We need to stay rooted to our founding traditions and principles but we need to be overtly and genuinely responsive to the current challenges. Above all we need to go forward with confidence if we are to ensure the future of our model of policing.
In the midst of all this organisational self reflection, intense political and public scrutiny and the biggest reductions ever in police budgets, crime is down and confidence in policing is up.
And this needs to be the focus of the police service amidst all the legitimate ongoing debates because that is what we are here for – working alongside others to reduce crime and to make communities safer and stronger.
So, given all of the above there will be much to do in 2013 and it's not yet time to join the noble profession of estate agents.
Recently, in the space of 72 hours, I met a retired police officer who joined the service in 1948, supported police officers working tirelessly with colleagues across the emergency and public services during the floods and interviewed prospective Chief Inspectors for Warwickshire and West Mercia.
Within this microcosm of a week I realised that although different in many ways, they all had certain characteristics in common. They were proud public servants; they evidenced in their daily routine a commitment and vocation to the service of others and they remained resolute in the face of adversity.
Having clarified that I wasn’t born in 1948 (awkward moment!), the retired officer spoke proudly of the service he had worked in which was now unrecognisable in structure and complexity and was dealing with new and previously unforeseen challenges. However, he was right to point out that it was essentially, at its core, the same service protecting the vulnerable and serving the public. He brimmed with a continuing and tangible sense of pride and devotion to service. It was both humbling and daunting to reflect that I was now one of the custodians of his legacy of service.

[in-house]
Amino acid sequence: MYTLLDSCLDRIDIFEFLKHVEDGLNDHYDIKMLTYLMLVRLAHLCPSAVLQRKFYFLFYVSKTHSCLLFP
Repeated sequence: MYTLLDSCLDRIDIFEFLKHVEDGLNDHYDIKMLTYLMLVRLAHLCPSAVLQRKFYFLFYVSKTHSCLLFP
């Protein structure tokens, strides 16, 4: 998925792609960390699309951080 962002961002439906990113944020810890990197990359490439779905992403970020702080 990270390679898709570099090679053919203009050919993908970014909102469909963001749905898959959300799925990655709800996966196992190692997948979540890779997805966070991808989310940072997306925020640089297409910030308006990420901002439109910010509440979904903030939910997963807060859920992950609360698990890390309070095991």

He had also worked in policing from the time of 'watch committees' through various manifestations of Police Authorities to now witnessing the birth of Police and Crime Commissioners. His experience reminded me that policing has adjusted many times to variations in governance and it will, as is it should, adapt to these latest changes as the servant of the state not an extension of it.
The officers on duty over that weekend were responding to hundreds of calls for service and were working shoulder to shoulder with colleagues across the public sector, reminding all of us what powerful partnerships can mean in reality. In the service of others they were often walking towards danger. As I bailed out my own minor flood at home (with a jam pan) I reflected on the limited opportunities that many would have had that weekend to be single minded crime fighters as they worked with others to save lives and solve problems. This reaffirmed my view that the role of policing is complex and multi-faceted and it needs to remain at the heart of responding to civil emergencies.